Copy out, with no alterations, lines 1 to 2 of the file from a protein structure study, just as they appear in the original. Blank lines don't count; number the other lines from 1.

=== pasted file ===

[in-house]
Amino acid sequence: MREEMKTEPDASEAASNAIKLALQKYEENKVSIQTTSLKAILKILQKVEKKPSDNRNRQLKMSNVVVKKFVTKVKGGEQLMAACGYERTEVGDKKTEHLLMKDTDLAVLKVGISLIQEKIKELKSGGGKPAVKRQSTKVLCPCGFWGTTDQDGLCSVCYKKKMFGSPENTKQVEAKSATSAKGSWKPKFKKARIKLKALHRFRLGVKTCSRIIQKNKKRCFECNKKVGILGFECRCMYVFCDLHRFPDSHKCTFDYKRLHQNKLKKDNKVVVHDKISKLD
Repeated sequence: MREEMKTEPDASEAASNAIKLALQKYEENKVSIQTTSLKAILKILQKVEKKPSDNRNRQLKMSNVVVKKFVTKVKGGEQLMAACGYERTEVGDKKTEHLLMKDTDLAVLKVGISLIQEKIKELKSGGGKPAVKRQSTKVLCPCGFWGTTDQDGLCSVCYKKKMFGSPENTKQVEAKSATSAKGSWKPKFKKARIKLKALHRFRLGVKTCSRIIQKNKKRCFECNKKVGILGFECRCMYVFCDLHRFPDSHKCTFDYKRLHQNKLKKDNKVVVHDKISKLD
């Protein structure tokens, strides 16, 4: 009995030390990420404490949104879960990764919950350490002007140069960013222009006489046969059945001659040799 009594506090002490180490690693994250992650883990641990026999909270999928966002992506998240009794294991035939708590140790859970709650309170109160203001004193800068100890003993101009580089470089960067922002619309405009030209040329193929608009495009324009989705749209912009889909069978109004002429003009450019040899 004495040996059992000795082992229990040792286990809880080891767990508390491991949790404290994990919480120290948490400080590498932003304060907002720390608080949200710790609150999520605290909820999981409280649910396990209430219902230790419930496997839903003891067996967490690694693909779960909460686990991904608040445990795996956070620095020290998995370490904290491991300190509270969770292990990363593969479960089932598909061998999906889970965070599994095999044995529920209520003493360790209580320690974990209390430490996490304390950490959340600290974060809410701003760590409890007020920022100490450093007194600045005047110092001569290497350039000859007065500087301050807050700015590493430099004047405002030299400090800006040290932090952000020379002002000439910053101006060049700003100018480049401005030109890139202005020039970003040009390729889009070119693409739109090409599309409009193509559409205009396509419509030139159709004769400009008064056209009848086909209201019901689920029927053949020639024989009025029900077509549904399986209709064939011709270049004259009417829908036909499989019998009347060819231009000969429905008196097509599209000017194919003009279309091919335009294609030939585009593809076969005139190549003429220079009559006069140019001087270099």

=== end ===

[in-house]
Amino acid sequence: MREEMKTEPDASEAASNAIKLALQKYEENKVSIQTTSLKAILKILQKVEKKPSDNRNRQLKMSNVVVKKFVTKVKGGEQLMAACGYERTEVGDKKTEHLLMKDTDLAVLKVGISLIQEKIKELKSGGGKPAVKRQSTKVLCPCGFWGTTDQDGLCSVCYKKKMFGSPENTKQVEAKSATSAKGSWKPKFKKARIKLKALHRFRLGVKTCSRIIQKNKKRCFECNKKVGILGFECRCMYVFCDLHRFPDSHKCTFDYKRLHQNKLKKDNKVVVHDKISKLD